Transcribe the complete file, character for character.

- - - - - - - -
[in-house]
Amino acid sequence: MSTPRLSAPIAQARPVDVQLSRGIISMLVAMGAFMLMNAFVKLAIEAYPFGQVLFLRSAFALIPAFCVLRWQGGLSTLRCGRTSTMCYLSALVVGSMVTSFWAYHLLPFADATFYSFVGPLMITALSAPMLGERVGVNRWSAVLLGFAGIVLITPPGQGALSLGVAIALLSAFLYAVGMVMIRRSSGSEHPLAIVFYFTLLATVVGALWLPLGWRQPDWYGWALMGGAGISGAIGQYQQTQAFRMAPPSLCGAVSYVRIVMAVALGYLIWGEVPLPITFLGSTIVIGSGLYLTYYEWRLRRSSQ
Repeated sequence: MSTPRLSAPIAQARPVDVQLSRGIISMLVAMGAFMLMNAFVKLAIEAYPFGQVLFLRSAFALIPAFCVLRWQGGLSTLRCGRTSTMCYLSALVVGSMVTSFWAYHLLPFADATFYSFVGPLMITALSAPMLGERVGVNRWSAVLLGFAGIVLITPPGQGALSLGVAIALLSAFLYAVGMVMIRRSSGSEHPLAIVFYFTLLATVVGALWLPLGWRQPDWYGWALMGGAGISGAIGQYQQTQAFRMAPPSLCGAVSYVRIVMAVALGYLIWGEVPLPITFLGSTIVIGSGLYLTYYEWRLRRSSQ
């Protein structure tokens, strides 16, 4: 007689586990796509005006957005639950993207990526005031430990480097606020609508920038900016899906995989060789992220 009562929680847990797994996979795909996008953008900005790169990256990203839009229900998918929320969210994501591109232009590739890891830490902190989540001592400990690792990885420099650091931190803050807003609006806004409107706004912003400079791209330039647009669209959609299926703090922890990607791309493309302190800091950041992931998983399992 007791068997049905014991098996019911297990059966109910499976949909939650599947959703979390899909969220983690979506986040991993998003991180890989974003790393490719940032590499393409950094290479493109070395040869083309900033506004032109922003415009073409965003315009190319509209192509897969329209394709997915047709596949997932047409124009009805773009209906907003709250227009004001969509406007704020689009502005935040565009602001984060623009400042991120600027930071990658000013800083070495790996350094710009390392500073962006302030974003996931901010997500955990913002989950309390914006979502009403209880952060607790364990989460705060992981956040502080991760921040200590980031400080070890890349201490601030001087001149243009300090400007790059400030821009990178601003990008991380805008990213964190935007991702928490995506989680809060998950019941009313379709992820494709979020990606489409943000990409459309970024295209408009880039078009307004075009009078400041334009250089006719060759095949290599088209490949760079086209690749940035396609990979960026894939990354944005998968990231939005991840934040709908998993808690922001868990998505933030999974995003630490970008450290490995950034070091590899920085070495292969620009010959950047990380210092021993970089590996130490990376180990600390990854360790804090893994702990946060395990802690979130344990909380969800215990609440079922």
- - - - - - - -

[in-house]
Amino acid sequence: MSTPRLSAPIAQARPVDVQLSRGIISMLVAMGAFMLMNAFVKLAIEAYPFGQVLFLRSAFALIPAFCVLRWQGGLSTLRCGRTSTMCYLSALVVGSMVTSFWAYHLLPFADATFYSFVGPLMITALSAPMLGERVGVNRWSAVLLGFAGIVLITPPGQGALSLGVAIALLSAFLYAVGMVMIRRSSGSEHPLAIVFYFTLLATVVGALWLPLGWRQPDWYGWALMGGAGISGAIGQYQQTQAFRMAPPSLCGAVSYVRIVMAVALGYLIWGEVPLPITFLGSTIVIGSGLYLTYYEWRLRRSSQ
Repeated sequence: MSTPRLSAPIAQARPVDVQLSRGIISMLVAMGAFMLMNAFVKLAIEAYPFGQVLFLRSAFALIPAFCVLRWQGGLSTLRCGRTSTMCYLSALVVGSMVTSFWAYHLLPFADATFYSFVGPLMITALSAPMLGERVGVNRWSAVLLGFAGIVLITPPGQGALSLGVAIALLSAFLYAVGMVMIRRSSGSEHPLAIVFYFTLLATVVGALWLPLGWRQPDWYGWALMGGAGISGAIGQYQQTQAFRMAPPSLCGAVSYVRIVMAVALGYLIWGEVPLPITFLGSTIVIGSGLYLTYYEWRLRRSSQ
């Protein structure tokens, strides 16, 4: 007689586990796509005006957005639950993207990526005031430990480097606020609508920038900016899906995989060789992220 009562929680847990797994996979795909996008953008900005790169990256990203839009229900998918929320969210994501591109232009590739890891830490902190989540001592400990690792990885420099650091931190803050807003609006806004409107706004912003400079791209330039647009669209959609299926703090922890990607791309493309302190800091950041992931998983399992 007791068997049905014991098996019911297990059966109910499976949909939650599947959703979390899909969220983690979506986040991993998003991180890989974003790393490719940032590499393409950094290479493109070395040869083309900033506004032109922003415009073409965003315009190319509209192509897969329209394709997915047709596949997932047409124009009805773009209906907003709250227009004001969509406007704020689009502005935040565009602001984060623009400042991120600027930071990658000013800083070495790996350094710009390392500073962006302030974003996931901010997500955990913002989950309390914006979502009403209880952060607790364990989460705060992981956040502080991760921040200590980031400080070890890349201490601030001087001149243009300090400007790059400030821009990178601003990008991380805008990213964190935007991702928490995506989680809060998950019941009313379709992820494709979020990606489409943000990409459309970024295209408009880039078009307004075009009078400041334009250089006719060759095949290599088209490949760079086209690749940035396609990979960026894939990354944005998968990231939005991840934040709908998993808690922001868990998505933030999974995003630490970008450290490995950034070091590899920085070495292969620009010959950047990380210092021993970089590996130490990376180990600390990854360790804090893994702990946060395990802690979130344990909380969800215990609440079922």